Tuesday, January 31, 2006

Davide and Goliath: Trust, But Automate

LECTORAL REFORM is the daunting task that must be accomplished before the next national elections, which will be either the 2007 midterm elections or an historic plebiscite on a Fifth Philippine Constitution. Yet the task is like converting Goliath to the Jewish faith. Bible-thumping former Chief Justice Hilario Davide has been appointed by GMA to take it on. As things stand, Jose de Venecia's chacha will be allowed to make just enough political noise--pro and con--to drown out the Second Impeachment moves in the House. But it will likely be ditched by the Palace at the peak of public opposition to its absurd and impossible complexities, or after it has served its diversionary purposes, which ever comes first. The Palace, through Rick Saludo, made it crystal clear last week that Chacha is Congress' Baby. Essentially following suit while attracting the oblivious media with a stentorian yet hollow moralism, the Catholic Bishops have already washed their hands of direct responsibility by saying, "We'll kibitz and be on the right side in the end, but leave Politics to the Sanhedrin, our Kingdom is not of this Earth." (although they took longer saying it.) In fine, the Pastoral Letter was half Benedict's Encyclical and half PDI Editorial. It was made with a patent self-consciousness that every sentence was a potential headline, every phrase a pssible sound bite. The CBCP has become nothing more than the editorial board of Catholic Mass Media. They should win the annual award this year. Read the Pastoral Letter carefully -- it doesn't say what the big sensational headlines say. Cardinal Sin really is dead.

UPDATE: CBCP President Archbishop Angel Lagdameo is a Blogger. He has the Pastoral Statement up as his current posting and the Comment Thread is open.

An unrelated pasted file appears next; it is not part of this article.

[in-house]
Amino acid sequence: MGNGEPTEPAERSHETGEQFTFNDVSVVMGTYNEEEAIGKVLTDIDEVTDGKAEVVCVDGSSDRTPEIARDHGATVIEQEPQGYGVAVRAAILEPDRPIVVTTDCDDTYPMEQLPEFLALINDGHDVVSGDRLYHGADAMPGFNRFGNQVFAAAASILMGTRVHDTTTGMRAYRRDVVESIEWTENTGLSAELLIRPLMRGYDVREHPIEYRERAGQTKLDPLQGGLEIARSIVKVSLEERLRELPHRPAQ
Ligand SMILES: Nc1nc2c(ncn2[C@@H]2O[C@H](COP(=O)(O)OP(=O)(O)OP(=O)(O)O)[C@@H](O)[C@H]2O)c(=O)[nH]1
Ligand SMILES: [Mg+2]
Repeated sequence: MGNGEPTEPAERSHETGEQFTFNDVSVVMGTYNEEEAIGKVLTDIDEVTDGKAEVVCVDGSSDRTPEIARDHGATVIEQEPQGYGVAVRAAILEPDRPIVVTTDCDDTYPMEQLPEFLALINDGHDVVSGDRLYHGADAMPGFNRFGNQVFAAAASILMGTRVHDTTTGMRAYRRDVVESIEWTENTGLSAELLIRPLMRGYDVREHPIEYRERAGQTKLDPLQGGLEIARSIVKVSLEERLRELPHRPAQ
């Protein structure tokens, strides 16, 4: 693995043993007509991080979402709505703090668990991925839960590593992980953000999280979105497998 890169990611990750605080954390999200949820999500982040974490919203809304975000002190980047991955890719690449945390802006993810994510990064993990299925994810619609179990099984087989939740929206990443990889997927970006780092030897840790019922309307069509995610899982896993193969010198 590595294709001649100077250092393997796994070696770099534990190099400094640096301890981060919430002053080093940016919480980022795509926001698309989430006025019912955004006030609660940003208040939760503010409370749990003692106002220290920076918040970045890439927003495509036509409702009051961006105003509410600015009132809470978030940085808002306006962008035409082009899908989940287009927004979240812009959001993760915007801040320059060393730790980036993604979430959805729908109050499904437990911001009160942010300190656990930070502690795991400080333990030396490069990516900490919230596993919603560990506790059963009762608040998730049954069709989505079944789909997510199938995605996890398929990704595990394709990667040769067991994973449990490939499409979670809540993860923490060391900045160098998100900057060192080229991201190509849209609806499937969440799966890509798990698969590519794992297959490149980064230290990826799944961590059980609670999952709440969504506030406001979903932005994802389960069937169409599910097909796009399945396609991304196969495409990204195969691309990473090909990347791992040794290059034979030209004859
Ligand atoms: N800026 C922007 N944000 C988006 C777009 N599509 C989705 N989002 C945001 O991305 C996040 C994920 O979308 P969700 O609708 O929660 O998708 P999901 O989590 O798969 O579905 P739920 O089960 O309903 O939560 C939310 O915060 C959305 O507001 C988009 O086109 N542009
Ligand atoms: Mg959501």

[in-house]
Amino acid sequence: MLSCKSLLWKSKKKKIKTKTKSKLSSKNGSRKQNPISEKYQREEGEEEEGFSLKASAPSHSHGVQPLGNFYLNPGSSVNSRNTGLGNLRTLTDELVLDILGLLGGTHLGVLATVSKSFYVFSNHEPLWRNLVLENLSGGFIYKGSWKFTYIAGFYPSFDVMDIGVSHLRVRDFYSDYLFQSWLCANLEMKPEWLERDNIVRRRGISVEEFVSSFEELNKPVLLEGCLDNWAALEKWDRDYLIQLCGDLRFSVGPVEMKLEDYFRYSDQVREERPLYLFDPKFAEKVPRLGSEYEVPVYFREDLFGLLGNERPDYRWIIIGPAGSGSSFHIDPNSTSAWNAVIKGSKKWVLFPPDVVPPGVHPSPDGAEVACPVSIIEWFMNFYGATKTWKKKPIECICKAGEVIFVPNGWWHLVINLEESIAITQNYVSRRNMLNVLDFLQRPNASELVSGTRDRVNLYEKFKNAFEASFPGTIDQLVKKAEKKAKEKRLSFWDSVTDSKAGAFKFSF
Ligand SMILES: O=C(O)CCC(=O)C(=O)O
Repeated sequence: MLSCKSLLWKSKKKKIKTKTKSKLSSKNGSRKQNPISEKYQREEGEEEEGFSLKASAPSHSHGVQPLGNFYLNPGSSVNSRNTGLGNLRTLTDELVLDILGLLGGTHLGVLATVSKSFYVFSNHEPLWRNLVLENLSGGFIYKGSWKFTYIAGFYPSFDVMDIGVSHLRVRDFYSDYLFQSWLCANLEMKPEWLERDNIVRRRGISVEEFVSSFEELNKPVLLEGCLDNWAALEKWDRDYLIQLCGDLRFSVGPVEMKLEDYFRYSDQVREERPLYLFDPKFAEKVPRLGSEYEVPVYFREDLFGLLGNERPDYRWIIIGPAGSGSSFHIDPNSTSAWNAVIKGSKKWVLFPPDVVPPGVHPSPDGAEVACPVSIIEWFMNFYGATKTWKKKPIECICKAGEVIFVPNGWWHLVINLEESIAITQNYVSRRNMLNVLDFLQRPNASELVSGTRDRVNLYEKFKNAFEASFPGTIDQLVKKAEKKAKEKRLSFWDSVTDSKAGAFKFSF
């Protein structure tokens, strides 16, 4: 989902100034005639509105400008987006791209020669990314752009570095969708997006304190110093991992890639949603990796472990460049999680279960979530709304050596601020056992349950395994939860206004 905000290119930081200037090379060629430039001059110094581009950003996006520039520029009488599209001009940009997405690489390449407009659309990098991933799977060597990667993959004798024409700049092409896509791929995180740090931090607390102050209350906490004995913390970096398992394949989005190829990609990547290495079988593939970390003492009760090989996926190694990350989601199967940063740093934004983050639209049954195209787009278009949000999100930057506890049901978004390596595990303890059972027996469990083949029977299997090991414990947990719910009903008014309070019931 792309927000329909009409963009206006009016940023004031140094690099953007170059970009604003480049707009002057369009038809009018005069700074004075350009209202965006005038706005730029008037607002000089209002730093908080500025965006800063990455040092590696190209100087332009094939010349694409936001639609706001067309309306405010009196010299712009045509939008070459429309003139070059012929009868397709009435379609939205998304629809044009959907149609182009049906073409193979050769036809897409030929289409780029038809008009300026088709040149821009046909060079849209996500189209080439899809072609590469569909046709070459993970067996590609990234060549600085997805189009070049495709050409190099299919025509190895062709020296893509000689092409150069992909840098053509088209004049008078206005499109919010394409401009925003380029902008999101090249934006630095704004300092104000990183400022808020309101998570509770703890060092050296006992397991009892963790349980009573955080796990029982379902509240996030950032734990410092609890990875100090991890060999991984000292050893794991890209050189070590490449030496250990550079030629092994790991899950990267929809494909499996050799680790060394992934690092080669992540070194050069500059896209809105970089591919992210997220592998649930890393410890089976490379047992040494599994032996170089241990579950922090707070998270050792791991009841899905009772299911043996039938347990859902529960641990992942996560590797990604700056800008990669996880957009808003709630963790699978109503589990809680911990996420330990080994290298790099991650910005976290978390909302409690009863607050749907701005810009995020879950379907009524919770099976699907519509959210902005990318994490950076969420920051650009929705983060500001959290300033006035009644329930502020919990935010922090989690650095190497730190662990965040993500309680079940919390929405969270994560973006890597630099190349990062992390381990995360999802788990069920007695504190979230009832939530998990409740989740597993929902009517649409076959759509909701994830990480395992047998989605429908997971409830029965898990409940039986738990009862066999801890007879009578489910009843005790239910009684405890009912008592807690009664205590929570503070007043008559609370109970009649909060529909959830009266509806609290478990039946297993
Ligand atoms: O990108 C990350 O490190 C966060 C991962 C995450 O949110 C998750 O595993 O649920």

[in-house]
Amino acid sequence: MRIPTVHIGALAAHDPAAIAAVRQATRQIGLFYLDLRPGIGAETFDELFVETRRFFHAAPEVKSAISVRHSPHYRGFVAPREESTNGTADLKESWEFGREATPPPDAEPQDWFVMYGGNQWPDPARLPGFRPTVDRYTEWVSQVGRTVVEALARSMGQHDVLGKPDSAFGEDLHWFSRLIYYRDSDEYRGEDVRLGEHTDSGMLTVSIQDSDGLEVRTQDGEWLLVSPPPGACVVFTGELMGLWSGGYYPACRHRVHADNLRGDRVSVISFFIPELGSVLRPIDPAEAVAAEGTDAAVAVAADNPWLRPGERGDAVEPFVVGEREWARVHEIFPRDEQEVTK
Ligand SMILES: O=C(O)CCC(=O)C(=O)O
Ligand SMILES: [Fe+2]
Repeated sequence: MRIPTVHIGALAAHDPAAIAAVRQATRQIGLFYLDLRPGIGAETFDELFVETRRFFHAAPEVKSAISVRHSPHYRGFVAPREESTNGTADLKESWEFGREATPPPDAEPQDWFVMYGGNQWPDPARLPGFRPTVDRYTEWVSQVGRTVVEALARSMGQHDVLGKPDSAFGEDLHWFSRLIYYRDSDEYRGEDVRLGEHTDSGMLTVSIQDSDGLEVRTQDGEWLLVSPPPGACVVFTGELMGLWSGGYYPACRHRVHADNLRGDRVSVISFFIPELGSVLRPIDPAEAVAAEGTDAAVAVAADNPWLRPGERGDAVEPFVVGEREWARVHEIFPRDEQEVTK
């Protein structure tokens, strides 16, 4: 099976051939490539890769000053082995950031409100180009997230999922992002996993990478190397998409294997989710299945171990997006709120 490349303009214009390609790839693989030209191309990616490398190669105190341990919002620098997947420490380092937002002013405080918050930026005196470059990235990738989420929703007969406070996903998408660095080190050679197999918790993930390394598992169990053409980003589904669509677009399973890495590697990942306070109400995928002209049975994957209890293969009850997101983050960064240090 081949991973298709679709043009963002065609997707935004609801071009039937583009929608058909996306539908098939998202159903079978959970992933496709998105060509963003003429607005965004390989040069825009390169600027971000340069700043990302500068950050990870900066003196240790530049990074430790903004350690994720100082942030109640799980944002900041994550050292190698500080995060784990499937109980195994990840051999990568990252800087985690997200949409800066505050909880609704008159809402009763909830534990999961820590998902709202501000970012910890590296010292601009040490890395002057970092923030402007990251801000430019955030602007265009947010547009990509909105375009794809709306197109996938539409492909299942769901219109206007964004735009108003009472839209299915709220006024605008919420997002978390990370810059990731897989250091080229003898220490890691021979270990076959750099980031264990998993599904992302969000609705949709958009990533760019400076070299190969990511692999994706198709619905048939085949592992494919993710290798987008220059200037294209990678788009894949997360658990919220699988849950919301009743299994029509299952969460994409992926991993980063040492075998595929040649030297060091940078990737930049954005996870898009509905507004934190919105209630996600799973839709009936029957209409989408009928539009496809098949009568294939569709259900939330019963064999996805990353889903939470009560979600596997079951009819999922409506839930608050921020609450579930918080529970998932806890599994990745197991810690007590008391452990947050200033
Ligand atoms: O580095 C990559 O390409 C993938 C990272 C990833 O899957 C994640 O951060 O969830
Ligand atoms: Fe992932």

16 MONTHS TO GO I will assume we must prepare for regular, national, senatorial elections in May, 2007 under the 1987 Charter -- barely 16 months away. (Maintain the status quo. That is the true interest of the Palace. Any change is a threat.) But the incumbent Comelec itself represents the biggest obstacle to electoral reform. Calls to impeach and punish Abalos and Co. for their gross failures in the preparation and conduct of the disastrous 2004 elections, in particular their failure to automate the registration, polling, counting and canvassing of the vote.

DAVIDE AND GOLIATH But newspaper Philippine Daily Inquirer is very unhappy former Chief Justice Hilario Davide has accepted the job of Presidential Adviser on Electoral Reform under Gloria Macapagal Arroyo. PDI is worried that the Chief Justice of the Supreme Court they hailed as Person of the Year in 2001, will now become Window Dressing for GMA. In two editorials today, "Why DAVIDE?" and "WHY, Davide?", PDI first suggests ex-Elections Commissioner Virgilio Garcillano would fit the bill better, being a plumber who knows where the pipes are buried and GMA's alleged voterigger in 2004. The second editorial however, is not so facetious. It expresses a pained disappointment that Hilario G. Davide, Jr. has accepted the position, where PDI believes he will just be "political window dressing" for the electoral reform initiatives of Gloria Macapagal Arroyo. The editorial moans,

For the record, we have no doubt that Davide, once the Inquirer’s Filipino of the Year, has the moral stature, the legal acumen and the executive experience the reform initiative needs. But above all else, election reform requires political will. As a mere presidential adviser, Davide can exercise none. That makes him mere political window dressing